Handbags have been used by both men and women since at least the fourteenth century. During the 1300’s and 1400’s, handbags were attached at the waist to the girdle, as well as items such as rosaries, pomanders, daggers and chatelaines. Pockets had not yet been invented, and everything including the drawstring purse hung from the girdle.
These purses, called tasques or hamondeys were a sign of status, and the more ornate they were, the better. They were frequently embroidered and embellished with jewels, for those wealthy enough to afford it. At this time, purses were not particularly used for carrying money, but more as a sign of betrothal and marriage.
Another type of purse at this time was the chanery; this was used to hold food for gaming and falconry.
During the 1500’s and into the Elizabethan era, the small medieval girdle purses became lost in the voluminous skirts that had become fashionable. Women began to instead wear pouches under their skirts, and men would wear separate leather pockets inside their breeches. Poorer citizens carried across-the-body style satchel bags.
This was also a time of poor personal hygiene, and here these handbags served another purpose. “Swete Bagges” were filled with herbs, spices, lavender, and perfumed cotton balls to serve the same purpose pomanders previously had.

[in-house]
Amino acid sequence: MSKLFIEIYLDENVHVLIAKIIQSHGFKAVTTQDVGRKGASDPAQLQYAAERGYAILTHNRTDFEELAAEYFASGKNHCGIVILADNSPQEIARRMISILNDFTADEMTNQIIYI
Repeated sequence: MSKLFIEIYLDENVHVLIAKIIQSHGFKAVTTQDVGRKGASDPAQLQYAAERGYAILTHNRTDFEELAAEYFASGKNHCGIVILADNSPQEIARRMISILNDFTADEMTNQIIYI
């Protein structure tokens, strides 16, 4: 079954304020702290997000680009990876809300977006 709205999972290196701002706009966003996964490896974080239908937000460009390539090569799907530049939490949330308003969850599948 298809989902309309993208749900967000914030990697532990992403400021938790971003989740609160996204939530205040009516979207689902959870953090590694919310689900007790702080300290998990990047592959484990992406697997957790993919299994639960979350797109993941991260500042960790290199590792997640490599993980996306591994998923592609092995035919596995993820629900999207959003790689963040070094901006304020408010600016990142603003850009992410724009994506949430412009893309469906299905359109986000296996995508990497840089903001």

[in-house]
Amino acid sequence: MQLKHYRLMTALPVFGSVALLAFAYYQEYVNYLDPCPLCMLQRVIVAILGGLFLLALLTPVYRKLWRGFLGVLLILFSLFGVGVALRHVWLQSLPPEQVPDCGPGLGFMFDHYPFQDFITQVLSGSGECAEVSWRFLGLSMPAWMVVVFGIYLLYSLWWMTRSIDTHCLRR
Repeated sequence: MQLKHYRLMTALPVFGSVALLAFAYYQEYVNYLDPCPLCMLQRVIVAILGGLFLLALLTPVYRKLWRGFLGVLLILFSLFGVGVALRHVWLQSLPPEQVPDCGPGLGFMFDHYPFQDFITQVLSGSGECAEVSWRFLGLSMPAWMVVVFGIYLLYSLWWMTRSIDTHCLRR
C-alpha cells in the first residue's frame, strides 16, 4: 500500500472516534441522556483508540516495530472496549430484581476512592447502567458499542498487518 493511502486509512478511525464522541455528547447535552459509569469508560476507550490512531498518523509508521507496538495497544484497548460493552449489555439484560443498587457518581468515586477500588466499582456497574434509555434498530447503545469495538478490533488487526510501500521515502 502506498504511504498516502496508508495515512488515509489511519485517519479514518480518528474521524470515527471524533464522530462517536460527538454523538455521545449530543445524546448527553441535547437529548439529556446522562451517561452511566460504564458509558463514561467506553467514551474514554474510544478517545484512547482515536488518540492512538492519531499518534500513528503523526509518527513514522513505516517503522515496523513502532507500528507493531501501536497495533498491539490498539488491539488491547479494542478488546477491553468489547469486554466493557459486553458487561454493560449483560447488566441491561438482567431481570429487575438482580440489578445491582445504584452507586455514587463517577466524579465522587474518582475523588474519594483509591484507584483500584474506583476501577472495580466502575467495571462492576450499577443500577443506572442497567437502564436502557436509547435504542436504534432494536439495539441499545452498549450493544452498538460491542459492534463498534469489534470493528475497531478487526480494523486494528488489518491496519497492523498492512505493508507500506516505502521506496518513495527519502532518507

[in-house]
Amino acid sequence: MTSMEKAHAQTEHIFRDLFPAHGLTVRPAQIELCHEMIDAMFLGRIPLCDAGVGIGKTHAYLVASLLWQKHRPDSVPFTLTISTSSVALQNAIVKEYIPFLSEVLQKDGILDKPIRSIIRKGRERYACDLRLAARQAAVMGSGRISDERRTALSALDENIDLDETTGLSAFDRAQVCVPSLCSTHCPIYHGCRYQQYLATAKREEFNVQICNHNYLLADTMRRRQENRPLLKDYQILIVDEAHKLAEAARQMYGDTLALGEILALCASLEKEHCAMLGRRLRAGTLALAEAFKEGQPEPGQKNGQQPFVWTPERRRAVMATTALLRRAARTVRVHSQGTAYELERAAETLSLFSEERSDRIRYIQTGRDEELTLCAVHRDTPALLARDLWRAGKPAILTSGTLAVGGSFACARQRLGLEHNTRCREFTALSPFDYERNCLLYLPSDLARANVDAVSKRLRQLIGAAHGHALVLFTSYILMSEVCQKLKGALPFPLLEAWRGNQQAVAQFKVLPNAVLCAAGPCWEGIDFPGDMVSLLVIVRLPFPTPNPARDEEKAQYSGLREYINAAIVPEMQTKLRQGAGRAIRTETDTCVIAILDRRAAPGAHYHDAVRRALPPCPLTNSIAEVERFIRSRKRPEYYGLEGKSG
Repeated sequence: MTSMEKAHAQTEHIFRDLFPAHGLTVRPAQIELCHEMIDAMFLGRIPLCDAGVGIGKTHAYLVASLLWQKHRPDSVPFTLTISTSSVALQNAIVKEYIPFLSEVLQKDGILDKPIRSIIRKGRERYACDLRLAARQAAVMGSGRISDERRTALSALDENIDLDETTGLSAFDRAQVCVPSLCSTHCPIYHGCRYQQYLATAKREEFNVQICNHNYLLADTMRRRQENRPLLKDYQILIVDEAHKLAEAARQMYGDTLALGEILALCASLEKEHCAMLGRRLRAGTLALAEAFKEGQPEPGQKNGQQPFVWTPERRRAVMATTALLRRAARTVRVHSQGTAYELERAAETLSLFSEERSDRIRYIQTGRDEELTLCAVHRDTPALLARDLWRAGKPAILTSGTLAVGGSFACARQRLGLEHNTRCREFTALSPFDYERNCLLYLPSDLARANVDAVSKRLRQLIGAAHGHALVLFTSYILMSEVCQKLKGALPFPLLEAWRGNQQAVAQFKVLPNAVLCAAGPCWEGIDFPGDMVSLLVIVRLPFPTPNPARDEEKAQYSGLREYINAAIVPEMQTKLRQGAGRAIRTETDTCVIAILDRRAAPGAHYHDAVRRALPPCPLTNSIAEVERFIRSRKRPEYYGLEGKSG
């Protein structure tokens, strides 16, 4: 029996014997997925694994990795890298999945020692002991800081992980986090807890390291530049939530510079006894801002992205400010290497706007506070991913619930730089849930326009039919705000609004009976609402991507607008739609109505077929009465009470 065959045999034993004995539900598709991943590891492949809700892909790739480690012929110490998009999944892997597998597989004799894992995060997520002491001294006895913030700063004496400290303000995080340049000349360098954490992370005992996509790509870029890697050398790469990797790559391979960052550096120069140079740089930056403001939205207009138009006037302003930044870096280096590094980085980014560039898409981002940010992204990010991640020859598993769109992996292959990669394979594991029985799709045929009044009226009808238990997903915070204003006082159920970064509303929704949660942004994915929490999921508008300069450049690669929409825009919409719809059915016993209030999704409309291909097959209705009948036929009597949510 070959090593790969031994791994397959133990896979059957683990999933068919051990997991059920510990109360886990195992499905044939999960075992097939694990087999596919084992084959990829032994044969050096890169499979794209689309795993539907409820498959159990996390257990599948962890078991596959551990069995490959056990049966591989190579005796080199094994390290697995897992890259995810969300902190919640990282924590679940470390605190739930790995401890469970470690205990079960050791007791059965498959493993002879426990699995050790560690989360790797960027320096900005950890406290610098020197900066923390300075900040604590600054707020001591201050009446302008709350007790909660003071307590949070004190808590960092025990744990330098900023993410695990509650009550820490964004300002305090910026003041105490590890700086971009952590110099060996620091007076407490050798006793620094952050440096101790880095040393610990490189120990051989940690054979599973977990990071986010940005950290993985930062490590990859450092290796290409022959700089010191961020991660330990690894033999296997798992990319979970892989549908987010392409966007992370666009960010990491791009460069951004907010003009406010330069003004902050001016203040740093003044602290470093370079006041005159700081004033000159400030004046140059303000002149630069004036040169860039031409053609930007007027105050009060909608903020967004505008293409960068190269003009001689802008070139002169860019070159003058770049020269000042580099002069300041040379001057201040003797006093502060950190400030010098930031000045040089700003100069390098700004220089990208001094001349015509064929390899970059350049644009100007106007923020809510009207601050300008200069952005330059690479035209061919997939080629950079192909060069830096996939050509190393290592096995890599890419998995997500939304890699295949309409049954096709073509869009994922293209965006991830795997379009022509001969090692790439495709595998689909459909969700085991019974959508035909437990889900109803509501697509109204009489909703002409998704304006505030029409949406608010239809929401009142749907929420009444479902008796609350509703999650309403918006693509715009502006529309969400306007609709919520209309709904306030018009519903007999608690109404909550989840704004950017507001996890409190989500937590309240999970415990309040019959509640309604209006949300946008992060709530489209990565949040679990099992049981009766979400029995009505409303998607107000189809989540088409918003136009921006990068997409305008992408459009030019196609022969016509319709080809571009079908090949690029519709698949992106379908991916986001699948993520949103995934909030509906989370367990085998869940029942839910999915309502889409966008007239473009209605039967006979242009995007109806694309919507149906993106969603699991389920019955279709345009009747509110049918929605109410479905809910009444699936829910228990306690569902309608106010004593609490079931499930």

In the seventeenth century, purses continued to be hung beneath the clothing, and were often used as decorative carriers for gifts such as jewels, money, and perfumes. Later in the 1600’s, they became more complex and the simple drawstring shape soon became a thing of the past.
Bags were made generally from soft leather or cloth – hence, few examples remain today.
After the French Revolution, women’s fashions became more narrow and simple, and the lack of volume in the newer-style skirts and dresses made it impossible to hide pocket pouches. Purses called reticules were the norm for fashionable ladies, and by now the humble handbag was becoming indispensible to women…
Next time we will continue looking at how handbags have evolved from the 1800’s through to the present day’s designer inspired handbags we women love so much.